Sargon Boulus: Du Fu in Exile (From Arabic)

In Arabic, this poet's use of the words manfā "exile" and nakbāt "catastrophes, ordeals" has a very contemporary political undertone to my ear, evoking (but not exactly invoking) the catastrophic upheavals and displacements that have taken place in the Arab world over the past century.

Du Fu in Exile
By Sargon Boulus
Translated by A.Z. Foreman

"The smoke of war is blue
White the bones of men" 

The village Du Fu came to
Was a bastion where the fire was almost out
He came knowing that Words
Like his hungry horse, without feed,
Might not have much light left in them 
After so many ordeals
So many battlefields 

He came across, where bleak winds bleach
The bones of a horseman jumbled up
With horse bones. Soon enough, grass would hide the rest

A fire where two hands were warming,
As his head hung low, the heart all firewood...

He'd started wandering in his twenties
And never once found a place to stay
Wherever he was, a war was on. And on.

His daughter died in a famine
In China, they say he wrote like the gods

Another village Du Fu came to
Poured smoke up from its kitchens
As hungry people waited in front of the baker's

The bakers' sweat-soaked faces: mirrors
Bearing witness to the heat of their fires

Du Fu. You, sir, are Lord of Exile. 

The Original:

تو فو في المنفى
سِركُون بولص

"دخانُ الحرب أزرق
بيضاء عظامُ البشر."

قريةٌ يَصلُ إليها تو فو
دَسْكرةٌ فيها نارٌ تكادُ تنطفئْ
يَصلُ اليها عارفاً أنّ الكلمة
مثلَ حصانه النافق، دون حَفنة من البَرسيم
قد لا تبقى مزهرةً بعدَ كلّ هذه النـَكبات!

كم ساحة معركة
مرّ بها تصفُرُ فيها الريح
عظامُ الفارس فيها اختلطتْ
بعظام حصَانه، والعشبُ سرعان ما أخفى البقيّة!

نارٌ تتدفّأ عليها يَدان
بينما الرأسُ يتدلّى والقلبُ حَطب

هو الذي بدأ بالتِّيه في العشرين
لم يجد مكاناً يستقرّ فيه حتى النهاية.
حيثما كان، كانت الحربُ وأوزارُها.
ابنتهُ ماتت في مجاعة. . .

ويُقالُ في الصين أنه كان يكتبُ كالآلهة!

قريةٌ أخرى يصلُ اليها تو فو
يتصاعدُ منها دخانُ المطابخ
وينتظر الجياعُ على أبواب مَخبَز.
وجوهُ الخبّازين المتصبّبة عرَقاً، مرايا
تشهدُ على ضَراوة النيران.

تو فو، أنت، أيّها السيّد، يا سيّد المنفى.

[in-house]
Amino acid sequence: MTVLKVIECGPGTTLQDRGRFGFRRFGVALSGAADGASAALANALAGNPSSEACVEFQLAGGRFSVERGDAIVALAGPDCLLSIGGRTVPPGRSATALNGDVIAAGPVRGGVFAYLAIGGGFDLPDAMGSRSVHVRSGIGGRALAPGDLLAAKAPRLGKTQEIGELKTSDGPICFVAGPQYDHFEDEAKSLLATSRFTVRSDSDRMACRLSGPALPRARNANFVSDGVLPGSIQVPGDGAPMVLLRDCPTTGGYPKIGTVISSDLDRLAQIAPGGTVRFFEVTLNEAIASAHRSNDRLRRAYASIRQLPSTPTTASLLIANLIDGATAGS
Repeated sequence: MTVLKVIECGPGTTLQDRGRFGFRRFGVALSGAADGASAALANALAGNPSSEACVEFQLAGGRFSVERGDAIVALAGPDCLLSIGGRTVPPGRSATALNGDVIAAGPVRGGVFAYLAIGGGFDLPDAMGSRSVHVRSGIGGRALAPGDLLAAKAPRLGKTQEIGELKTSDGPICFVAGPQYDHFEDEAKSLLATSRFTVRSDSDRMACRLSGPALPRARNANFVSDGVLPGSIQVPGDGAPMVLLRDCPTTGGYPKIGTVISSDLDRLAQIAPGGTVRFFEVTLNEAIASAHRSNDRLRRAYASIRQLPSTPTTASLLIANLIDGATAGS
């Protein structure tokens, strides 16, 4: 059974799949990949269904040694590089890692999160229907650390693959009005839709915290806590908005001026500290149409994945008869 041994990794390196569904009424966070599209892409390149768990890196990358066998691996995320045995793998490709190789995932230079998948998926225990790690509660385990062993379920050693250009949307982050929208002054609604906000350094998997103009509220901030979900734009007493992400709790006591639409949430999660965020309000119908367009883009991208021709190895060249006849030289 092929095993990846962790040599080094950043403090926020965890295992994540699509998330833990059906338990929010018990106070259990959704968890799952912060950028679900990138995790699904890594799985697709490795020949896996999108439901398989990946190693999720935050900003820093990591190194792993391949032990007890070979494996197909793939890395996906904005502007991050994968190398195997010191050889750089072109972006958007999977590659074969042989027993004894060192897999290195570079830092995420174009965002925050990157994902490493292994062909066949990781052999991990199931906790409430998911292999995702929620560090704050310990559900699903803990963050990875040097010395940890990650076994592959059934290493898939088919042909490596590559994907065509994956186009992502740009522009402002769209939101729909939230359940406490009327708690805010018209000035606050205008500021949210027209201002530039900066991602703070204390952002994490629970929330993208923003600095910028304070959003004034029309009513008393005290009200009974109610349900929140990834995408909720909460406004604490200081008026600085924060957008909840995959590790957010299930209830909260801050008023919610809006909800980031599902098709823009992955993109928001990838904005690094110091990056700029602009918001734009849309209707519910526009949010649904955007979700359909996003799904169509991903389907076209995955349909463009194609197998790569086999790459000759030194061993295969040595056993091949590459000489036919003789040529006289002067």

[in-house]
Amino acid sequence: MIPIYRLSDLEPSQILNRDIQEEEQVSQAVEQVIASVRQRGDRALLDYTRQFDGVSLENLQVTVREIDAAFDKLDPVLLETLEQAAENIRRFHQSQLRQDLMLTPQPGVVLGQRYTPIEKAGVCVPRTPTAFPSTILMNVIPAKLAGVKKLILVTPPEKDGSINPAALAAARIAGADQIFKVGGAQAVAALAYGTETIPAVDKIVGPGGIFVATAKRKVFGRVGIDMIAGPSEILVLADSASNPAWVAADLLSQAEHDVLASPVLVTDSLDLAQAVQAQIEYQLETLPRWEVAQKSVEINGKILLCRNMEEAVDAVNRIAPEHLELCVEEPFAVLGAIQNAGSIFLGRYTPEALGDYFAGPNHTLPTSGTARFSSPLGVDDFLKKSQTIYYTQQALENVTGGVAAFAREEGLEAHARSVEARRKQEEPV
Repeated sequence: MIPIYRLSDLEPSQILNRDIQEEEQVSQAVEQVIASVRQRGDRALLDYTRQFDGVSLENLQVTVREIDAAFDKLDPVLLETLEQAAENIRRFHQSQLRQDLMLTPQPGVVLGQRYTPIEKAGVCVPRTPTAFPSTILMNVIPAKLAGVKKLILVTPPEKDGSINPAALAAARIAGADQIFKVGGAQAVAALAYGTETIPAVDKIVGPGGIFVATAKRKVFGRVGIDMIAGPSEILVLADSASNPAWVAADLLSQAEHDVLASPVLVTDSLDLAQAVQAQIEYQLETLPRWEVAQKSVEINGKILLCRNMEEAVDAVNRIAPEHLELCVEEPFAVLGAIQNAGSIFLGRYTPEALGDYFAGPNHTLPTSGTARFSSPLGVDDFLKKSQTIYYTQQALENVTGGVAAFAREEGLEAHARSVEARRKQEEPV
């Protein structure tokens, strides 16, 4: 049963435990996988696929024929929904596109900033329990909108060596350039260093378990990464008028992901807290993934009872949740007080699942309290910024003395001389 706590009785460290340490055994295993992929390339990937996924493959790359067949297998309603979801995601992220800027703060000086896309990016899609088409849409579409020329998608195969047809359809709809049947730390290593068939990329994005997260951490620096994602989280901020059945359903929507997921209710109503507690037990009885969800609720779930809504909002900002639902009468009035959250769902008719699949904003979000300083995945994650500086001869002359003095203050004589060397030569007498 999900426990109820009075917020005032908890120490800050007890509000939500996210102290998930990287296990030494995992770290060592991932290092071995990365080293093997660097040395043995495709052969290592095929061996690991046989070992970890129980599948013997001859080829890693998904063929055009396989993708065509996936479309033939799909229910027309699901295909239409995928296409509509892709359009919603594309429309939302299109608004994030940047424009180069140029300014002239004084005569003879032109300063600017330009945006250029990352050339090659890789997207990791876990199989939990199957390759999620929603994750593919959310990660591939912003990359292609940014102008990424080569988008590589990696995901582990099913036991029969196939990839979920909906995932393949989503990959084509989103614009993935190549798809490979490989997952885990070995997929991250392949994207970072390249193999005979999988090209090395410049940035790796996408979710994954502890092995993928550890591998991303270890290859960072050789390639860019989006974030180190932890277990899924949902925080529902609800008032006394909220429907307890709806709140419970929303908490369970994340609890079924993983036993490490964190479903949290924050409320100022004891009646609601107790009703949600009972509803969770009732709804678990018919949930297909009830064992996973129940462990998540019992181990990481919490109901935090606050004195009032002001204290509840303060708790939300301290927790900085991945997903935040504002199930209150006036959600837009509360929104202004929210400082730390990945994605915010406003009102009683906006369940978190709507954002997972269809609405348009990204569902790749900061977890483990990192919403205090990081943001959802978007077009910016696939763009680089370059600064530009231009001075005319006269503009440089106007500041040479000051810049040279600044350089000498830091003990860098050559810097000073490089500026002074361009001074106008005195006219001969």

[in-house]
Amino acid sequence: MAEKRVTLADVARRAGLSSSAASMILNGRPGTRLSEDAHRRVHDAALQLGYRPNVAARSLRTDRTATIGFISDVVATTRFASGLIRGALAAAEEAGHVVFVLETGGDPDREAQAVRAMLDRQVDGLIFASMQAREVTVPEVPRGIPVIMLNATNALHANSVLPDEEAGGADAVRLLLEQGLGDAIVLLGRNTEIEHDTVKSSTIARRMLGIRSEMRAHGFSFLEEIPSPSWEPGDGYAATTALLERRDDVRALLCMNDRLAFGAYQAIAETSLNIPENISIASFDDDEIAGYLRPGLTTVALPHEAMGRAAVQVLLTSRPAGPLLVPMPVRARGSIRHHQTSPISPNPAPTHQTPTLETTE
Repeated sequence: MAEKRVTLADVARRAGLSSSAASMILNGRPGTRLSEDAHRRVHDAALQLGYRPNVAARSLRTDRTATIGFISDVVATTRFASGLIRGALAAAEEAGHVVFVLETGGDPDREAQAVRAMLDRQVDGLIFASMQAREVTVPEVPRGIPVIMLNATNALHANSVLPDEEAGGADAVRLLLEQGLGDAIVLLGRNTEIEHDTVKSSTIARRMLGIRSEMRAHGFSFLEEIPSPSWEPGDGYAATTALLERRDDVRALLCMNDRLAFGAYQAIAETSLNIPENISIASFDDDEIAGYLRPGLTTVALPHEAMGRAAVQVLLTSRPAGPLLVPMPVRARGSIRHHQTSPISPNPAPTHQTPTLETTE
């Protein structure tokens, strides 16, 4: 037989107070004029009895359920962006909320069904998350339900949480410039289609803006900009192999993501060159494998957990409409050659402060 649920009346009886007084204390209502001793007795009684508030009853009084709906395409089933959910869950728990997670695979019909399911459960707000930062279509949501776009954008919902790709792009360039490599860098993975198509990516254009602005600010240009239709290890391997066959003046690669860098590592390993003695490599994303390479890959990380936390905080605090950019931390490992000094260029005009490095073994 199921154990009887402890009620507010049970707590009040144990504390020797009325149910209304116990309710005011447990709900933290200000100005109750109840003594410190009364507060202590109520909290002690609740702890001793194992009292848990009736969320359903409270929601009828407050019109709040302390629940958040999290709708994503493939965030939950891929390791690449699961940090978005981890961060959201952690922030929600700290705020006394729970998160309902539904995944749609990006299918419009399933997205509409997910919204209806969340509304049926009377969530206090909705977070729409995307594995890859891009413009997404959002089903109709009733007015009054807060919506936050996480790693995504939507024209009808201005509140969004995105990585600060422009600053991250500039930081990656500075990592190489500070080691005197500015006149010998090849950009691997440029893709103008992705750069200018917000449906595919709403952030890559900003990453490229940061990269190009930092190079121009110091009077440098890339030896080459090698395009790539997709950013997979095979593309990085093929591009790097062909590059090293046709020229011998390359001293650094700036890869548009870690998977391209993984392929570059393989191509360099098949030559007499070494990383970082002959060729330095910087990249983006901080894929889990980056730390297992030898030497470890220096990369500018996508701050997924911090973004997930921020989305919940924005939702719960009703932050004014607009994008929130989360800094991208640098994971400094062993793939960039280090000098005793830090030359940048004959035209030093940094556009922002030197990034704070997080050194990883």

توفو في المنفى ديوان عَظمة أخرى لكلب القبيلة

Anonymous: "Waiting on Him: A Dunhuang Song" (From Chinese)

A popular song from the mid-Tang dynasty, from a collection recovered in a scroll-cave at Dunhuang. Unlike most Song verse in this genre in the early period (but like most other lyrics in the peculiar collection it is taken from, the 雲謠集) this lyric appears to have been actually composed by a woman, rather than by a man in a woman's voice. The obscenity in the last line is not of course in the original. But it fit the tone and real

Waiting On Him (To the tune of "Bowing to the Moon")
By Anonymous
Translated by A.Z. Foreman

Off to another land my wayward man has gone
  But now the new year has well-nigh come
And he hasn't made it home
  I hate his love that runs like water 
So reckless and so ready to roam 
He couldn't care less for home 
 Beneath the flowers I turn and pray
  To the powers of heaven and earth and say 
  Till this very day
He has left me in this empty room alone 

 I see above me the blues of heaven's dome
 I am sure the moon and stars and sun  
Must know about my pain 
 I lean at the window-screen alone  
 And let the tears come streaming down
  On my gold-beaded silken gown
And cry away at unlucky fate
  And how fucked-up my karma has become
Still I pray I see his face
  And I swear I'll give him hell when he gets home

The Original:




Wang Guowei: Lyrics to a Forgotten Tune (From Chinese)

Wang Guowei in the early 20th century realizing as he writes in the classical style, that what he's saying doesn't match what he's thinking. The traditional poetry once had a vital social function, served as a means of refined expression, and was normally taken to be non-fictional. Now it corresponds to no reality whatever. It's become a heap of clichés that don't align with the world he knows, an arabesque of refined wordgames.

Lyrics to a Forgotten Tune

Wang Guowei
Translated by A.Z. Foreman

Is there something real in the words  
                 to these new songs of yours?
To maiden heads those fancy phrases 
                  are laughably soft-core*
"Lamplight o'er a broken heart..." 
               just who'd you write that for?
Behind my desk I peer around  
               at recent works of mine
Then dim the lights and reckon out 
               the joys of bygone times
All trivial affairs of the heart 
             where not one line aligns

* This line is a pun about puns. The term 綺語 means either "ornate writing, fancy phrasing" or more euphemistically "smutty language, erotica." The term 胡盧 means "loud laughter" or "calabash, bottle gourd" (in this latter sense also written 葫蘆.) Calabash may be used to allude to the closed world of women, to various hidden forbidden delights, or to the vagina and the delights sequestered therein. It could be read to mean "ornate writing like this is just hilarious" or else something like "this kind of innuendo belongs between the sheets." To top it off 綺語 is also a homophone for 岐語 "double entendre"

The Original:



Dafydd ap Gwilym: The Ruin (From Welsh)

The Ruin
By Dafydd ap Gwilym
Translated by A.Z. Foreman

Battered hovel  bare-holed you stand
Between the moor  and meadowland
They sorrow who once  saw your prime
As a comely little  cottage of pastime
To see you a shattered  shack today
With ramshackle roof  and rafters agley.

Near your cheerful wall  there was a day 
I do recall   —  rebuke of pain —
When you were more  merry inside
Than now, unsightly   little sty,